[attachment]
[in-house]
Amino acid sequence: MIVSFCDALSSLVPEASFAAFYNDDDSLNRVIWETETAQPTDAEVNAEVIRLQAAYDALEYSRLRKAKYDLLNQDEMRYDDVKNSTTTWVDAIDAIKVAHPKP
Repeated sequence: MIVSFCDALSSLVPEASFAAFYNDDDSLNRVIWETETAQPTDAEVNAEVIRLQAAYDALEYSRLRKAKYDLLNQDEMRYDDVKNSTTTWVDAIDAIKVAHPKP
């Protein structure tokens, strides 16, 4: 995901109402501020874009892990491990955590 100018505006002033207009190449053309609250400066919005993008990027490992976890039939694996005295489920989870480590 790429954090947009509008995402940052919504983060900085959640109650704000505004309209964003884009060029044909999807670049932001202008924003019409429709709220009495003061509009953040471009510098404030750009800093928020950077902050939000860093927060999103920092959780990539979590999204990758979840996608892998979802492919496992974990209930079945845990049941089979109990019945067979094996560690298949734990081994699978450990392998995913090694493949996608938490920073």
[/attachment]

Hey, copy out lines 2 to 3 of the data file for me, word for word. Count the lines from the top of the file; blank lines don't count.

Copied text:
Amino acid sequence: MIVSFCDALSSLVPEASFAAFYNDDDSLNRVIWETETAQPTDAEVNAEVIRLQAAYDALEYSRLRKAKYDLLNQDEMRYDDVKNSTTTWVDAIDAIKVAHPKP
Repeated sequence: MIVSFCDALSSLVPEASFAAFYNDDDSLNRVIWETETAQPTDAEVNAEVIRLQAAYDALEYSRLRKAKYDLLNQDEMRYDDVKNSTTTWVDAIDAIKVAHPKP